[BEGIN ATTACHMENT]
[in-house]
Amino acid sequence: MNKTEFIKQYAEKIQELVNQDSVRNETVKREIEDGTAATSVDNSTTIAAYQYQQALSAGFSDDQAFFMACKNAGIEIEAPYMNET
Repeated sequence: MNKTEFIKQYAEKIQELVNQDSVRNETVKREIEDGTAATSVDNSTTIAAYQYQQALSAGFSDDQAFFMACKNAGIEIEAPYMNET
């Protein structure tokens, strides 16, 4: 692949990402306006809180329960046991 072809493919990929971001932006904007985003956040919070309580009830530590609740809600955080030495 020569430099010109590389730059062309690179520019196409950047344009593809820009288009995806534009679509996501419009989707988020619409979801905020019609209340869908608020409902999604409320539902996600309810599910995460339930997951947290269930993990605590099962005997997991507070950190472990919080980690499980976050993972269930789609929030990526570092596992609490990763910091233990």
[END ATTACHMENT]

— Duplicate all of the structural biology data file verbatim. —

[in-house]
Amino acid sequence: MNKTEFIKQYAEKIQELVNQDSVRNETVKREIEDGTAATSVDNSTTIAAYQYQQALSAGFSDDQAFFMACKNAGIEIEAPYMNET
Repeated sequence: MNKTEFIKQYAEKIQELVNQDSVRNETVKREIEDGTAATSVDNSTTIAAYQYQQALSAGFSDDQAFFMACKNAGIEIEAPYMNET
């Protein structure tokens, strides 16, 4: 692949990402306006809180329960046991 072809493919990929971001932006904007985003956040919070309580009830530590609740809600955080030495 020569430099010109590389730059062309690179520019196409950047344009593809820009288009995806534009679509996501419009989707988020619409979801905020019609209340869908608020409902999604409320539902996600309810599910995460339930997951947290269930993990605590099962005997997991507070950190472990919080980690499980976050993972269930789609929030990526570092596992609490990763910091233990």